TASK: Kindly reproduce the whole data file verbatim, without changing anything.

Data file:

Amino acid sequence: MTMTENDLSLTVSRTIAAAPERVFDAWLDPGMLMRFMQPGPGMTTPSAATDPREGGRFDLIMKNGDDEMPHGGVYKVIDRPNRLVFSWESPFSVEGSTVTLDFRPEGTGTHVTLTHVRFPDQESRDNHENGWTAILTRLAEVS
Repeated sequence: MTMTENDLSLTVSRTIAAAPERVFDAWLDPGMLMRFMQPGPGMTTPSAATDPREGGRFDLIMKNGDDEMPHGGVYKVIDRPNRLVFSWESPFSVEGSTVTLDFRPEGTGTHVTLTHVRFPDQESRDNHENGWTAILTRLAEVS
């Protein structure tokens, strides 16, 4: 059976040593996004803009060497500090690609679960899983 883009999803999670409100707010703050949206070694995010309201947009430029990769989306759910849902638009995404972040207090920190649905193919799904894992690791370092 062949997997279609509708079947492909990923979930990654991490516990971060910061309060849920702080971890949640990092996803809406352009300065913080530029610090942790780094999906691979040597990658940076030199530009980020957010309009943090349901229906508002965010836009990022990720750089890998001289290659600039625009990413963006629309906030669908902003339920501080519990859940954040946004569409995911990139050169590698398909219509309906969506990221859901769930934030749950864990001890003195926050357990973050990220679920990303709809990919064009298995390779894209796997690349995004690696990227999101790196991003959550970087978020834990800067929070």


Amino acid sequence: MTMTENDLSLTVSRTIAAAPERVFDAWLDPGMLMRFMQPGPGMTTPSAATDPREGGRFDLIMKNGDDEMPHGGVYKVIDRPNRLVFSWESPFSVEGSTVTLDFRPEGTGTHVTLTHVRFPDQESRDNHENGWTAILTRLAEVS
Repeated sequence: MTMTENDLSLTVSRTIAAAPERVFDAWLDPGMLMRFMQPGPGMTTPSAATDPREGGRFDLIMKNGDDEMPHGGVYKVIDRPNRLVFSWESPFSVEGSTVTLDFRPEGTGTHVTLTHVRFPDQESRDNHENGWTAILTRLAEVS
């Protein structure tokens, strides 16, 4: 059976040593996004803009060497500090690609679960899983 883009999803999670409100707010703050949206070694995010309201947009430029990769989306759910849902638009995404972040207090920190649905193919799904894992690791370092 062949997997279609509708079947492909990923979930990654991490516990971060910061309060849920702080971890949640990092996803809406352009300065913080530029610090942790780094999906691979040597990658940076030199530009980020957010309009943090349901229906508002965010836009990022990720750089890998001289290659600039625009990413963006629309906030669908902003339920501080519990859940954040946004569409995911990139050169590698398909219509309906969506990221859901769930934030749950864990001890003195926050357990973050990220679920990303709809990919064009298995390779894209796997690349995004690696990227999101790196991003959550970087978020834990800067929070």